The formerly incarcerated are often relegated to the lowest rung of the educational ladder, a recent report concludes.
Prisoners and former prisoners “rarely get the chance to make up for the educational opportunities from which they’ve been excluded,” according to “Getting Back on Course: Educational exclusion and attainment among formerly incarcerated people,” published in prisonpolicy.org.
“Education is especially critical for people seeking employment after release from prison,” the report stated.
The October 2018 report is based on data from the National Former Prisoner Survey. It “revealed a staggering 27 percent unemployment rate among formerly incarcerated people…and the outlook is particularly bleak for people of color. ”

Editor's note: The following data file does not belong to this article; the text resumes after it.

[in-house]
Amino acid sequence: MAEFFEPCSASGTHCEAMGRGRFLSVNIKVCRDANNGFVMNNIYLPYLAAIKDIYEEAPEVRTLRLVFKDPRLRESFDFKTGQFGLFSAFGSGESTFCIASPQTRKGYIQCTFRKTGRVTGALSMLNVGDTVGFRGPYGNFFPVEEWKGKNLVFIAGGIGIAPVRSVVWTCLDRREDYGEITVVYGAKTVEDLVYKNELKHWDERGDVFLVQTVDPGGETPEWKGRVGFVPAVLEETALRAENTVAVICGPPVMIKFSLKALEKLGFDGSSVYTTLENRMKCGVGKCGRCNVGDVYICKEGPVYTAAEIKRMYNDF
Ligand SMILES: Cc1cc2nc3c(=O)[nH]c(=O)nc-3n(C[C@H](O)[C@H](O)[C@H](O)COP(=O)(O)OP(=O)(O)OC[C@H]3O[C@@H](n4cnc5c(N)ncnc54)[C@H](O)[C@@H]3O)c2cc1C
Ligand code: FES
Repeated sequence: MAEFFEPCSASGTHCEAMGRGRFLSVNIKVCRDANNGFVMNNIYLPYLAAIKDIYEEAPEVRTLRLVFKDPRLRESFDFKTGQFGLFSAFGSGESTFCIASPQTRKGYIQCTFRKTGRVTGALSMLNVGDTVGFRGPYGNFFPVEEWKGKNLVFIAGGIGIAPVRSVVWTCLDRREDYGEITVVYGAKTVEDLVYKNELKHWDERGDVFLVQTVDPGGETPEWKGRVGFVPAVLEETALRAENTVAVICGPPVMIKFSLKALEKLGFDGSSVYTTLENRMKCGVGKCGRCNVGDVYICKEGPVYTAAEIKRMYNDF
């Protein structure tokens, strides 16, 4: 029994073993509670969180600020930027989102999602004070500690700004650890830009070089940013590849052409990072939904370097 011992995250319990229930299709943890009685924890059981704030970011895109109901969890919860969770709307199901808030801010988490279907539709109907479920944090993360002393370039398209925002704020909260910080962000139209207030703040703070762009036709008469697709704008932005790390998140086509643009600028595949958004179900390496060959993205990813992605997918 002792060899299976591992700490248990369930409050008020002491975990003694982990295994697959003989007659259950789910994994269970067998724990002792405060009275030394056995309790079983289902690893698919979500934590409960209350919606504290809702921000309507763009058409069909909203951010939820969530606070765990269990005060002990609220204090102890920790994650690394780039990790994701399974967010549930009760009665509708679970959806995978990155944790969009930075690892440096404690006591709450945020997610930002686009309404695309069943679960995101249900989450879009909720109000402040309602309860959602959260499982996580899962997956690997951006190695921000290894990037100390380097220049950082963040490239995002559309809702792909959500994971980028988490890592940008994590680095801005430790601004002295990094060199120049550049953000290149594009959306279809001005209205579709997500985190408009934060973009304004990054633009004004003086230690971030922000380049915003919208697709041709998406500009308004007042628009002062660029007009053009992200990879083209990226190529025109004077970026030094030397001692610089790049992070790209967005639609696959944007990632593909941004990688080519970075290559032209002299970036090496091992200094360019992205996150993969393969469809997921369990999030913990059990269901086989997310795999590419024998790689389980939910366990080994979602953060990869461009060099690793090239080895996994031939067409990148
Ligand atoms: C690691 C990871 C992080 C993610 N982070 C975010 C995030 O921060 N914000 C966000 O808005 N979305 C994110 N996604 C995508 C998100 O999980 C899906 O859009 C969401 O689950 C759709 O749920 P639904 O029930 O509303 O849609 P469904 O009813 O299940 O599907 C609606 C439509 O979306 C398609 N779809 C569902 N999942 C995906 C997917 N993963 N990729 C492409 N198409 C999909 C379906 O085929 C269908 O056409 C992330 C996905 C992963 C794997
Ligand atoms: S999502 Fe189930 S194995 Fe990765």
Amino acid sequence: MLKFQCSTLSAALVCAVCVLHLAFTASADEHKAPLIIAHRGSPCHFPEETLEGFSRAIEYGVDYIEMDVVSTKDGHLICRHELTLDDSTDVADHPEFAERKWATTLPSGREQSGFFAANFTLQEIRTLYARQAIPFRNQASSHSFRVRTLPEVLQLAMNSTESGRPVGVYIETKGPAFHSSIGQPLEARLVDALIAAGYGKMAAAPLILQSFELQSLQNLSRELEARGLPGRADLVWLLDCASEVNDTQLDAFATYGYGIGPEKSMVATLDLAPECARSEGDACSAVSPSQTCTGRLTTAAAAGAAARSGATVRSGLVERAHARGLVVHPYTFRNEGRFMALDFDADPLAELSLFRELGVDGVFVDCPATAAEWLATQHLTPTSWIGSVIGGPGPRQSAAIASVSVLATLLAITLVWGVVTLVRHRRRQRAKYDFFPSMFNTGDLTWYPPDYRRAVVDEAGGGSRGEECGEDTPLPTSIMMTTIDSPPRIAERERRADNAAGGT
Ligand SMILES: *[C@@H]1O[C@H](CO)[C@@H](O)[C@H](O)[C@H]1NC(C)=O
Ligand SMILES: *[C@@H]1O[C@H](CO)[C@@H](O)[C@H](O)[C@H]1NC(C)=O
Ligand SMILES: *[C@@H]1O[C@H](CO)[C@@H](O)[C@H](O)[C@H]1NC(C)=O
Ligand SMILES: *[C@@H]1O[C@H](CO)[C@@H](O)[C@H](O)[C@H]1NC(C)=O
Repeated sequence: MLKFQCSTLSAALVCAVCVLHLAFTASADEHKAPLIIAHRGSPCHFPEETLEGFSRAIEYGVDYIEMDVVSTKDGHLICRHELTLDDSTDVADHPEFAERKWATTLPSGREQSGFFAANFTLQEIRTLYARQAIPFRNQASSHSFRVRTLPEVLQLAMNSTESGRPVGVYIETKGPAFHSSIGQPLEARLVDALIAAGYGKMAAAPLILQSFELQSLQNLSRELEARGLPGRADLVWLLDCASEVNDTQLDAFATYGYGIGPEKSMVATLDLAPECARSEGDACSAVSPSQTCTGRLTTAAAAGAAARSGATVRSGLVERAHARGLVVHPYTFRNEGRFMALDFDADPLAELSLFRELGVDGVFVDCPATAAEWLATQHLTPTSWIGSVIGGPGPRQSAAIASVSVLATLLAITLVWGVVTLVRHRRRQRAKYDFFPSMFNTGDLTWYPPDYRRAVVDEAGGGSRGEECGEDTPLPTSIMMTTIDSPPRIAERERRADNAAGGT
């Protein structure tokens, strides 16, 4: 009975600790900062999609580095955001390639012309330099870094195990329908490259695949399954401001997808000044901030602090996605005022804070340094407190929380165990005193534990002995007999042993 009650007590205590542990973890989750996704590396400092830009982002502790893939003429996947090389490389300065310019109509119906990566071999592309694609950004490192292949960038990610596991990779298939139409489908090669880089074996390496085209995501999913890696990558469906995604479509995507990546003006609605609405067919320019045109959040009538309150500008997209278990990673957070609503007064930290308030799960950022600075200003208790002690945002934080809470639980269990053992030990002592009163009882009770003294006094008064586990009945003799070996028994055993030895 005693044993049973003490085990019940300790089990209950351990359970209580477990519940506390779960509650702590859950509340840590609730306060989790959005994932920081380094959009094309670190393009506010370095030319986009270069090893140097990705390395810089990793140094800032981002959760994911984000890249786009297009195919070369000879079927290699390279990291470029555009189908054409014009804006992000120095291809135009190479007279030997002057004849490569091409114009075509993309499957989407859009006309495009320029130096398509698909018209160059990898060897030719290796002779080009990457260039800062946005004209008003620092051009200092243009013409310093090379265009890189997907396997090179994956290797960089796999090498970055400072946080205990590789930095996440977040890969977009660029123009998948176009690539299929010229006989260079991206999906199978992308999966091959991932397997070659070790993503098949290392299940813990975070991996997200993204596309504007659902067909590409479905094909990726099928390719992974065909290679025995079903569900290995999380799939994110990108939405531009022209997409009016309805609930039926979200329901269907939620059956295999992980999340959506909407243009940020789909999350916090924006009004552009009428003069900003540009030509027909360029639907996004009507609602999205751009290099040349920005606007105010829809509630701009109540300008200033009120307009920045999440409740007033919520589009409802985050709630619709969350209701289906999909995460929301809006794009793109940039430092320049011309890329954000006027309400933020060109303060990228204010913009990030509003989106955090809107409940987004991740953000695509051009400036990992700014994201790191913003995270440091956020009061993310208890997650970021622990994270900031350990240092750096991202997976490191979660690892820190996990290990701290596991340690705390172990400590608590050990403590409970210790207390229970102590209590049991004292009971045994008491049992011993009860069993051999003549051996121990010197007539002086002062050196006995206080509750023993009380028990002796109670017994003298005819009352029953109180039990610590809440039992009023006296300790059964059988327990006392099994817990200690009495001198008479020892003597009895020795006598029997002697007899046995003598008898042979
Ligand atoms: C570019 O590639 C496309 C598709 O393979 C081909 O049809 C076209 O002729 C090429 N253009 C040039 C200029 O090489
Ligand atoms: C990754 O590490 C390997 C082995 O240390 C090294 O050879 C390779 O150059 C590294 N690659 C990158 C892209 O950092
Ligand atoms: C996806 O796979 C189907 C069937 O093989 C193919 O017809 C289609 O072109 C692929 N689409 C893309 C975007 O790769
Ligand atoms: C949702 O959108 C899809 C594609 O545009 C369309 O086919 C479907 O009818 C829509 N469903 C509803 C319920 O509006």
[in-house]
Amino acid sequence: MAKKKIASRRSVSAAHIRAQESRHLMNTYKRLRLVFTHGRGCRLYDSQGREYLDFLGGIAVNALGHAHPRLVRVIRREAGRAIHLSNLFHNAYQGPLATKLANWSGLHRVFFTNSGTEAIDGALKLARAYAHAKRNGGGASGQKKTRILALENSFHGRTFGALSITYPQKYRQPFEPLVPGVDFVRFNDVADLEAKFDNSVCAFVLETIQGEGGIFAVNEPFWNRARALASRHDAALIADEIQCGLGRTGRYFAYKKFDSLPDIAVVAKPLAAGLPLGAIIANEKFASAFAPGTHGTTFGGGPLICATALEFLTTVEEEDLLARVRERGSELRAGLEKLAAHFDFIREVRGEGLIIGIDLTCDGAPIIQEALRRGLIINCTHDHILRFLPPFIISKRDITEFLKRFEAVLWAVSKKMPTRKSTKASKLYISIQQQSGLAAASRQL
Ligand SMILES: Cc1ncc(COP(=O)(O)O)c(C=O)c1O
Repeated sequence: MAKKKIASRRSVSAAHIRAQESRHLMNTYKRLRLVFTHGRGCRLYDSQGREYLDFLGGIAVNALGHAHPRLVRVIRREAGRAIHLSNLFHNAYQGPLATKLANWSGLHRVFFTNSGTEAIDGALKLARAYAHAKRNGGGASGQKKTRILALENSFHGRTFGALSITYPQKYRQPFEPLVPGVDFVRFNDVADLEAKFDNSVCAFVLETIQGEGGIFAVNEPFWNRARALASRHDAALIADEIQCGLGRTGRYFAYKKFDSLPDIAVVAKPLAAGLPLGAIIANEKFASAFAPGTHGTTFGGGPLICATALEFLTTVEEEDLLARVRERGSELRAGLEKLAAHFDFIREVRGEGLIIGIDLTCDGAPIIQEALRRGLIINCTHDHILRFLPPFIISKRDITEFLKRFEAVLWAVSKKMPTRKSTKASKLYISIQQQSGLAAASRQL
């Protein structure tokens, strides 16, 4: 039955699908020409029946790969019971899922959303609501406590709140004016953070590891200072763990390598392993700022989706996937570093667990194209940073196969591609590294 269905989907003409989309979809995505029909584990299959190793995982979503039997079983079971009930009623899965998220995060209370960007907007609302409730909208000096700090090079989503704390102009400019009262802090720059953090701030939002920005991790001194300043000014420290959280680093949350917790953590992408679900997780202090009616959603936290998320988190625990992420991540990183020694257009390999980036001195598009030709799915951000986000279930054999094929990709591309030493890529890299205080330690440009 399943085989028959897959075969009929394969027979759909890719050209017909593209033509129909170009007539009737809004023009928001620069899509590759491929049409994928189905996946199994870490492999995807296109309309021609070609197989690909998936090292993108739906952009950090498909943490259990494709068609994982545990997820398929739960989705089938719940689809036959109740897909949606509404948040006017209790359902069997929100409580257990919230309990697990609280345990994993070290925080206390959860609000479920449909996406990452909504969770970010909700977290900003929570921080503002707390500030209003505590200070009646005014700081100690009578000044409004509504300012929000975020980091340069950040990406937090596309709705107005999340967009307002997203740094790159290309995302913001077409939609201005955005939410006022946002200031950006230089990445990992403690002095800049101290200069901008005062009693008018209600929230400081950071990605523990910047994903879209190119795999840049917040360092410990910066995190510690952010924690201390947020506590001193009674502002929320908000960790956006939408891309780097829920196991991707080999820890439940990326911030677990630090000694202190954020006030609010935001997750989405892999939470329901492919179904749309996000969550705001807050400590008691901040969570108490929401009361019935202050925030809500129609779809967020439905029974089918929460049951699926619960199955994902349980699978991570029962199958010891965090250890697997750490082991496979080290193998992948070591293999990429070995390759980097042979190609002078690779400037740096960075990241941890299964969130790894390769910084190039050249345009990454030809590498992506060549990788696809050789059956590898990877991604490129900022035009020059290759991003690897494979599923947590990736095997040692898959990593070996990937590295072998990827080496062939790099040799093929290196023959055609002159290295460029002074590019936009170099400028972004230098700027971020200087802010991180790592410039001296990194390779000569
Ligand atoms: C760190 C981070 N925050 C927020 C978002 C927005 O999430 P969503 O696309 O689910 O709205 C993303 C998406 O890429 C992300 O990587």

The report was produced by Lucius Couloute, a Ph.D. candidate in sociology at the University of Massachusetts, Amherst.
The “overly punitive disciplinary policies and practices contribute to the criminalization—and ultimately, incarceration—of large numbers of youth,” the report said.
Twenty-nine percent to 41 percent of Black and Brown men and women, who were formerly held in prison, do not have a basic high school diploma or GED. The rates of unemployment of formerly prison-bound White, Black and Brown people without a high school diploma range from 25 percent for White men to 47 percent for Hispanic women.